Military mental toughness symposium


Military organisations worldwide are noting the crucial role behavioural sciences research has to play in enabling improved understanding of human factors at play during conflicts. Against this background the Military Psychological Institute (MPI), in partnership with South African Special Forces and the CSIR, hosted an African Military Psychology Symposium on Mental Toughness.

Combat scenarios on the African continent have become increasingly brutal and intense. Special Forces operators find themselves more frequently engaged in highly intense and life threatening battles. Such operations place tremendous stress on individuals – not only physically, but also mentally. In the Special Forces scenario, great emphasis is placed on training that enables recruits to continue their mental functioning even though they are physically depleted. The concept of mental toughness is an important focus area of research in South Africa as well with the added challenge of contextualising findings within the culturally diverse African context.

The symposium, held at the CSIR late last year, was attended by researchers, academics, practitioners, soldiers and military leaders from across Africa.

Symposium coordinator, Adelai van Heerden, project leader of Special Forces behaviour science projects and also project leader of the military behavioural sciences capability at the CSIR, said the event was the result of increasing emphasis on the importance of the human factor area of research within military contexts.

She explained: “In a 2008 study published in the International Journal of Selection and Assessment, graduates of Special Forces programmes were found to have superior ‘psychological hardiness’ to non-graduates. Special Forces operators are expected to perform at their peak under any conditions; it could mean the difference between a successful mission and an unsuccessful one that could cost military organisations dearly in terms of the loss of life”.
“The training of specialist military operators takes time and investment. By testing applicants in terms of both physical and mental capability, we are able to predict success in selection courses as well as for leadership positions such as officer potential assessments to match the required psychological profiles.”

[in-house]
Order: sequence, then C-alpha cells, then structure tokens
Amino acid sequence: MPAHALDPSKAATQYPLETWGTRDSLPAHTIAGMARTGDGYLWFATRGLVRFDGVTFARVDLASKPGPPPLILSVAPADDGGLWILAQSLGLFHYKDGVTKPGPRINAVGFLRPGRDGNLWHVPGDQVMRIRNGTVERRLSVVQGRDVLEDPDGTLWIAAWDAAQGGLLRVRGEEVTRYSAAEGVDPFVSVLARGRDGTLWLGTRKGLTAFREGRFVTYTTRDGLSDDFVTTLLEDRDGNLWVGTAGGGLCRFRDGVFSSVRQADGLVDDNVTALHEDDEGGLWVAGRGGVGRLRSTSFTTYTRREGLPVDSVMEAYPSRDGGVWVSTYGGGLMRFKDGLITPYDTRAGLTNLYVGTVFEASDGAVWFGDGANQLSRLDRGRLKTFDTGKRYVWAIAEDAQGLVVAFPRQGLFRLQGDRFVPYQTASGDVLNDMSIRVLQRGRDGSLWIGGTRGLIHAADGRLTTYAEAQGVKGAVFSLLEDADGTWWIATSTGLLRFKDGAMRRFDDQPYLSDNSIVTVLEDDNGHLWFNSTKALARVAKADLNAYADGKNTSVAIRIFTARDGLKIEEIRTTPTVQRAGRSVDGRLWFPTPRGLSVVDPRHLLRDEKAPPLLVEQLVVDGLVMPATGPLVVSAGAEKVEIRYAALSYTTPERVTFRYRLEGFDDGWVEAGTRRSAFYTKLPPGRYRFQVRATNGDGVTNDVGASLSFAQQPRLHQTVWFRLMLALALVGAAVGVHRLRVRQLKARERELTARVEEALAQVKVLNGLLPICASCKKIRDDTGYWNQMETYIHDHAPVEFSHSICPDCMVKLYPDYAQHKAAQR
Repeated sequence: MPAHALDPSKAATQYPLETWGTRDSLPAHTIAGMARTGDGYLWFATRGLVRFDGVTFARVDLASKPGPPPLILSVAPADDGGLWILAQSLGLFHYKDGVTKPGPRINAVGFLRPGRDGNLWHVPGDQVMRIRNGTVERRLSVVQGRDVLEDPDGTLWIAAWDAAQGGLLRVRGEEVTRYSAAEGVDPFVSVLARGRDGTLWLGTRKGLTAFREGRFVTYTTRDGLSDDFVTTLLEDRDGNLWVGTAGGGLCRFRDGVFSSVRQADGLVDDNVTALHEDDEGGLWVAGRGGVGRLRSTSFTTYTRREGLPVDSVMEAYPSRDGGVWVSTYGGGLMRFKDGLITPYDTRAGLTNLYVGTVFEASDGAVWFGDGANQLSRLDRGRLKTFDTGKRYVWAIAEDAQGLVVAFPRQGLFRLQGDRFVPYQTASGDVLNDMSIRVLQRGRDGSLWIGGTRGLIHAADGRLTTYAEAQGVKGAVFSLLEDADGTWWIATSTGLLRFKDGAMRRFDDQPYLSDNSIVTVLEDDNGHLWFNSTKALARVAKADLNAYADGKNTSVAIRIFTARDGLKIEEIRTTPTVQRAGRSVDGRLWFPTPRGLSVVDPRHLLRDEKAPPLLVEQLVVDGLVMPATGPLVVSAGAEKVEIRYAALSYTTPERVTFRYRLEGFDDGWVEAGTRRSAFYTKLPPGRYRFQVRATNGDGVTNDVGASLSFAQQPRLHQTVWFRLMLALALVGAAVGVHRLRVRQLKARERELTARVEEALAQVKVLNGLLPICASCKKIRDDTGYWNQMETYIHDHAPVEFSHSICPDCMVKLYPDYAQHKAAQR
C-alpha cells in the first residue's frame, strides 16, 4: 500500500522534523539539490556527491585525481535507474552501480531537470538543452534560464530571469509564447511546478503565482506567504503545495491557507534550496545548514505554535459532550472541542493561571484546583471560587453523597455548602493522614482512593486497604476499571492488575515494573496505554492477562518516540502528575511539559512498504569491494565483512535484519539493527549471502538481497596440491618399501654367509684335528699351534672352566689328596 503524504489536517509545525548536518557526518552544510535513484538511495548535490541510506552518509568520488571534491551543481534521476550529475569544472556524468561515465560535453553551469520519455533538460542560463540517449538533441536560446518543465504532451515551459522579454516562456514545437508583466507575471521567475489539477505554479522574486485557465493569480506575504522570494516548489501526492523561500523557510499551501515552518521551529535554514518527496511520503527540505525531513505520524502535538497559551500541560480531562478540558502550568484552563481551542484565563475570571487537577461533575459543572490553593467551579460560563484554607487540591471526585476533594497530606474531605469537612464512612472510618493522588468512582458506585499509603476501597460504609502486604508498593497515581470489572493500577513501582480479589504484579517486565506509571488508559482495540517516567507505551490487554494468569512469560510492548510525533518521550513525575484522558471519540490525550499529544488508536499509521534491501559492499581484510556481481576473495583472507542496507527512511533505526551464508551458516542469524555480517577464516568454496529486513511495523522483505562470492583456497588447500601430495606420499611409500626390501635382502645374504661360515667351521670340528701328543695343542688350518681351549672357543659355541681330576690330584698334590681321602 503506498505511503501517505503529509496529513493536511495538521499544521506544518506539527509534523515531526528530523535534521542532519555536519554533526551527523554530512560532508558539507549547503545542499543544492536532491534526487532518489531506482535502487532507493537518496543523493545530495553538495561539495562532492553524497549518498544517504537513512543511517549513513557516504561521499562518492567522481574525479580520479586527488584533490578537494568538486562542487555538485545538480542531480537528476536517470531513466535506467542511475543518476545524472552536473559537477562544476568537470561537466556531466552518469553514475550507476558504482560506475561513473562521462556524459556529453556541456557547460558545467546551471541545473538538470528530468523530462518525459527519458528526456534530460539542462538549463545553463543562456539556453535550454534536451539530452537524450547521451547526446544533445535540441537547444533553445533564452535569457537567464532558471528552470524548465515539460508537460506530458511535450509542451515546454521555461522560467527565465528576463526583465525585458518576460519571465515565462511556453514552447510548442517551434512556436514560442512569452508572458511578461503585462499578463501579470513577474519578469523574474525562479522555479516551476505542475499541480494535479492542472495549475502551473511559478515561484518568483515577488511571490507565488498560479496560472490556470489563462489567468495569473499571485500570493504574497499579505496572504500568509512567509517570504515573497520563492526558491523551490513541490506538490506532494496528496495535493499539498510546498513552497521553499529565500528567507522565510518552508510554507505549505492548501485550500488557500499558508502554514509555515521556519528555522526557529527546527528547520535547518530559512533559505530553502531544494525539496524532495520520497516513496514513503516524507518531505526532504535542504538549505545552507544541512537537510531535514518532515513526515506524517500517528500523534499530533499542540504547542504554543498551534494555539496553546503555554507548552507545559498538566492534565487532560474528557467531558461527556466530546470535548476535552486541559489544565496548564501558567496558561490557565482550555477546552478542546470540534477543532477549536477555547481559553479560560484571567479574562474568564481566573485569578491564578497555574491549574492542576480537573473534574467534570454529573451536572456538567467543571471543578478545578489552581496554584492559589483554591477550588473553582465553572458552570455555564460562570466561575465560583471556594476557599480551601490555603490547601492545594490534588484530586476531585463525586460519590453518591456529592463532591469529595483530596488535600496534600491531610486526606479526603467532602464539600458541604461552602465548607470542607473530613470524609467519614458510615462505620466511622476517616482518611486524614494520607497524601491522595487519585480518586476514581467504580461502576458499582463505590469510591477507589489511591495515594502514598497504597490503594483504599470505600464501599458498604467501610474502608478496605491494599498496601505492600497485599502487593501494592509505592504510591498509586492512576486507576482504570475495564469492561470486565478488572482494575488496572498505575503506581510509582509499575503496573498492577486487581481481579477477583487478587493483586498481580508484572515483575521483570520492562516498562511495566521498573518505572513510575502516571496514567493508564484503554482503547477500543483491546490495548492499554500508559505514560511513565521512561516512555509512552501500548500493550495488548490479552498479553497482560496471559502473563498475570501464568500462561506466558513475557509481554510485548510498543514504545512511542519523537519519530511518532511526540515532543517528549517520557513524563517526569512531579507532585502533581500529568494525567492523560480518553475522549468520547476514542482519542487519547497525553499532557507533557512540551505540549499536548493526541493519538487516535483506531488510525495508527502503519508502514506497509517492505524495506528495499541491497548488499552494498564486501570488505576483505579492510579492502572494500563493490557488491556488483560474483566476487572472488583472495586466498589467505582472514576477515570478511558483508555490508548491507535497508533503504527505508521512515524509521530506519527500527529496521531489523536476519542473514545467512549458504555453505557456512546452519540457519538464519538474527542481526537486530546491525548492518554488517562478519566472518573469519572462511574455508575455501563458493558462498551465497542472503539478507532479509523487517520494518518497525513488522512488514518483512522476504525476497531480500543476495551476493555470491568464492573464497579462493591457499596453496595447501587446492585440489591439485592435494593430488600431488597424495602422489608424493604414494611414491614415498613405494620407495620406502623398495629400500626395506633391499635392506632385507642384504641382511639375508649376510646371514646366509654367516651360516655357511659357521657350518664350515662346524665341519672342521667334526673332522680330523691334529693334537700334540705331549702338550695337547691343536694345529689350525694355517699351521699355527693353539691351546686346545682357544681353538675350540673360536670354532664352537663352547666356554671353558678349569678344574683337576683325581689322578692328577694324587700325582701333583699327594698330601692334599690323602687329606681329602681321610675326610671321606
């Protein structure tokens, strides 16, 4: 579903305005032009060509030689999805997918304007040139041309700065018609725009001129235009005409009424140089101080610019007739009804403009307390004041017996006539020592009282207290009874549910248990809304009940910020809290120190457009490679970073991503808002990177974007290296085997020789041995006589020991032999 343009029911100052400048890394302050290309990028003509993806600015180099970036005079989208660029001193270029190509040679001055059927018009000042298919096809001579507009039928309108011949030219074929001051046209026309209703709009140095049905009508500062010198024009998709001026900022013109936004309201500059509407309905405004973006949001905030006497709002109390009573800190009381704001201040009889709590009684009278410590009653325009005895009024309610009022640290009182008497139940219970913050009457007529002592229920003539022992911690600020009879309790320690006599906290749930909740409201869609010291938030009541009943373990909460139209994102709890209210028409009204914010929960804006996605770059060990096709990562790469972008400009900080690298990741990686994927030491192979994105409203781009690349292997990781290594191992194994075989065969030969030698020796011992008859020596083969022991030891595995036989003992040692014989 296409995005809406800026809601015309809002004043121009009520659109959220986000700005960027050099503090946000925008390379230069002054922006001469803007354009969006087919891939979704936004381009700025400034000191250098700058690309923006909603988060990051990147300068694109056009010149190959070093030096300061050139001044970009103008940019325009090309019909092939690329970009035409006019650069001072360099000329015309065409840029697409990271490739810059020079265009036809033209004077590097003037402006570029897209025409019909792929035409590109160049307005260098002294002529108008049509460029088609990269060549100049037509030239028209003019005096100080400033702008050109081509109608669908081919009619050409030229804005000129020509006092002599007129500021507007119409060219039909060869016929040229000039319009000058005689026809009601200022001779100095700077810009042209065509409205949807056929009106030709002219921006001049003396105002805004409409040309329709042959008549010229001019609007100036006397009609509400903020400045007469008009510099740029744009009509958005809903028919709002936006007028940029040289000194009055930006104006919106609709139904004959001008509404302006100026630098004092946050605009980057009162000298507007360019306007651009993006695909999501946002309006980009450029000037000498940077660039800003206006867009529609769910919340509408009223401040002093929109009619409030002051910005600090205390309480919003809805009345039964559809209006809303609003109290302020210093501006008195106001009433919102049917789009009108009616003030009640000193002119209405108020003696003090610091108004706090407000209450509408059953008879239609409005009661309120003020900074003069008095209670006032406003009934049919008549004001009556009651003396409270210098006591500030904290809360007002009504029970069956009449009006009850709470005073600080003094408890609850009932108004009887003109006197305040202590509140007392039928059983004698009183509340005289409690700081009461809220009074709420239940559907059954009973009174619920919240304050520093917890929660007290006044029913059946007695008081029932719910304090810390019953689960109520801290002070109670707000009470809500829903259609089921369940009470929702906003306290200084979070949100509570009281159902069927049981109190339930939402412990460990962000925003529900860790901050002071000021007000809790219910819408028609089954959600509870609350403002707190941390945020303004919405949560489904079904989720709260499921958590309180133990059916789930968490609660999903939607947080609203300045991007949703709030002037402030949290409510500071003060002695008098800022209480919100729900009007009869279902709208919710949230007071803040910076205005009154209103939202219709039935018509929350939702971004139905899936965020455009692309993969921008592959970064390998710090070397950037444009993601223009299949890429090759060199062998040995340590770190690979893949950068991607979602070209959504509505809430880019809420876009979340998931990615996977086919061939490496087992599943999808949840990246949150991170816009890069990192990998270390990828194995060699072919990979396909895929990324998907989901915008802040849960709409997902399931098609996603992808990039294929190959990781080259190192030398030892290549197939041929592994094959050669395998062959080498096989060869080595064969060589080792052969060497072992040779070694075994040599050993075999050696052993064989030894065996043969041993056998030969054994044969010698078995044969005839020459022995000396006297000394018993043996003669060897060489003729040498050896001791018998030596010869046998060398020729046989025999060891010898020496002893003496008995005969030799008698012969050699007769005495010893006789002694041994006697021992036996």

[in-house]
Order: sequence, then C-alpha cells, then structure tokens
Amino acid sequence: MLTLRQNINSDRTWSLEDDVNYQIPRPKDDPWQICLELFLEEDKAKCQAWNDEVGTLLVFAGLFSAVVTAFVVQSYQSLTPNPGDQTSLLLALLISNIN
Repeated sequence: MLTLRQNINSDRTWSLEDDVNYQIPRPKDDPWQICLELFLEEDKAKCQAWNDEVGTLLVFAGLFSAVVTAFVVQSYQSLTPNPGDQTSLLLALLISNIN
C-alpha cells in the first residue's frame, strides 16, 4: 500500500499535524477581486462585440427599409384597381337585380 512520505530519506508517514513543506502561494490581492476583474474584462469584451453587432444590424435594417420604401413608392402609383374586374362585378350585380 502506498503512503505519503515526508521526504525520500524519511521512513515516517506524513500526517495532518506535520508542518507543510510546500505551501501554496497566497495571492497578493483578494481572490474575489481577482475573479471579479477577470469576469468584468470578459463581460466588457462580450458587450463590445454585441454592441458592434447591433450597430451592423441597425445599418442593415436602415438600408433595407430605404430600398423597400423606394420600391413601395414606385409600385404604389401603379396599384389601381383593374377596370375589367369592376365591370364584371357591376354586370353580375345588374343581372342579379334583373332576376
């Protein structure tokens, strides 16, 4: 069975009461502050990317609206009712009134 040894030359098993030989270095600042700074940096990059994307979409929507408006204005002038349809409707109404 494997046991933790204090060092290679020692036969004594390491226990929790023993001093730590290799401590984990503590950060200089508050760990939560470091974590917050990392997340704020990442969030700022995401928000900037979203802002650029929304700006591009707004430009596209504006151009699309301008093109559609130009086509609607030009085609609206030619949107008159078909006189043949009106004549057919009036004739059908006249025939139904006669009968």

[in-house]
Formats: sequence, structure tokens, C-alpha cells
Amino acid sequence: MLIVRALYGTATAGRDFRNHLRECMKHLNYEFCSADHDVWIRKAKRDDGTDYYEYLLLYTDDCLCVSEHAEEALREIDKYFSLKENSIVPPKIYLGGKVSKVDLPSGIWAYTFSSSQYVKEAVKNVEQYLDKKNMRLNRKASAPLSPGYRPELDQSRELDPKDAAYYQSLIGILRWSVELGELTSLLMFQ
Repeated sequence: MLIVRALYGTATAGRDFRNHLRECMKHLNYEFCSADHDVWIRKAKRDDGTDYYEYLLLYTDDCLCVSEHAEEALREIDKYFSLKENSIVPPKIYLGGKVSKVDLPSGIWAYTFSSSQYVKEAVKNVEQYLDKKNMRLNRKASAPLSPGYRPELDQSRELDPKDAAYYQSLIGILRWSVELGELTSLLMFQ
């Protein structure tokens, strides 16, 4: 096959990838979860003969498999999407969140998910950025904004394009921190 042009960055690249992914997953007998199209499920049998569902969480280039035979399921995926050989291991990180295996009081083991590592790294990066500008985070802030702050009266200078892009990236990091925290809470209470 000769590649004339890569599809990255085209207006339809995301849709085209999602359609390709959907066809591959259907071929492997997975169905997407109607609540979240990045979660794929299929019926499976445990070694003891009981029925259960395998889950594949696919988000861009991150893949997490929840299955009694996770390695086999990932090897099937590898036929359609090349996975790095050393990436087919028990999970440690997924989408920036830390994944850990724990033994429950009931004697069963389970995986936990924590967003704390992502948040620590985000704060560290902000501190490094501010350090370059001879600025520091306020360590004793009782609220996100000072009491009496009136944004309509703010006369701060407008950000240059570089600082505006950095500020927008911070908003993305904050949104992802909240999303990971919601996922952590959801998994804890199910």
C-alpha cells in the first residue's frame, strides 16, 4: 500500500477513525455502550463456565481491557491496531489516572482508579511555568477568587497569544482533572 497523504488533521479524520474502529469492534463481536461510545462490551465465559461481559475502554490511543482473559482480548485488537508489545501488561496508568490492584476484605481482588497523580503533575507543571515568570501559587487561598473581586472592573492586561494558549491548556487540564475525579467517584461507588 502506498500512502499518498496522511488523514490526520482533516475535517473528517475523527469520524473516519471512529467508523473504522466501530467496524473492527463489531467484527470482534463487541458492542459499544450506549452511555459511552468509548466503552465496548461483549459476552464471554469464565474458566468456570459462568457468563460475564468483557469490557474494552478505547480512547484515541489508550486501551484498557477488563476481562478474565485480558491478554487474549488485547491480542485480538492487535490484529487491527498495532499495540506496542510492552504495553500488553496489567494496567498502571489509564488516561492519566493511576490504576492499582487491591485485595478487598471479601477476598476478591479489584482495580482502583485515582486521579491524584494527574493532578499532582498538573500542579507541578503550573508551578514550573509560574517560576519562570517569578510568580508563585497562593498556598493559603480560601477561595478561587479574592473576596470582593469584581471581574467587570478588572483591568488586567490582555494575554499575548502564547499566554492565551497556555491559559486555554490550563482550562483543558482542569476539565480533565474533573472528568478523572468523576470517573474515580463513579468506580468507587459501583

Van Heerden also said that in recent studies, psychological hardiness proved to be an important individual characteristic associated with stress tolerance and successful performance in highly demanding occupations. The concept of mental toughness is an important focus area of research, with the added challenge of contextualising our findings within the culturally diverse African context.

The keynote was presented by human assessment expert, Dr. Sidney Irvine, Emeritus Professor from the University of Plymouth in the United Kingdom. He established the Human Assessment Laboratory and developed various international recruitment batteries for the UK, USA and Belgium Militaries. His topic was military Mental Toughness: A Psychological Safari.

Culture and context also form part of the conceptual make-up of psychological processing. Van Heerden explained: “We have been focusing on the African soldier and the African context. Our continent is multi-cultural – which means our concepts of ‘achievement’, ‘happiness’, ‘motivation’, ‘success’, ‘leadership’ and ‘determination’ can differ significantly between various cultural groups. We are trying to identify and define the constructs that support every individual’s capacity for mental toughness. We are revisiting what makes the quintessential African warrior”.

Presentation topics at the seminar covered the manifestation of mental toughness in Special Forces operations as well as airborne soldiers, deployment scenarios, cognition and the influence of culture on mental toughness from an African Warrior perspective. Presenters included university staff as well as military psychologists.

The final session of the day was a panel discussion by all participants on mental toughness requirements for African Special Forces operators. The final session was chaired by the Senior Staff Officer: Training of the South African Special Forces and focused on elaborating on the symposium presentations and discussions.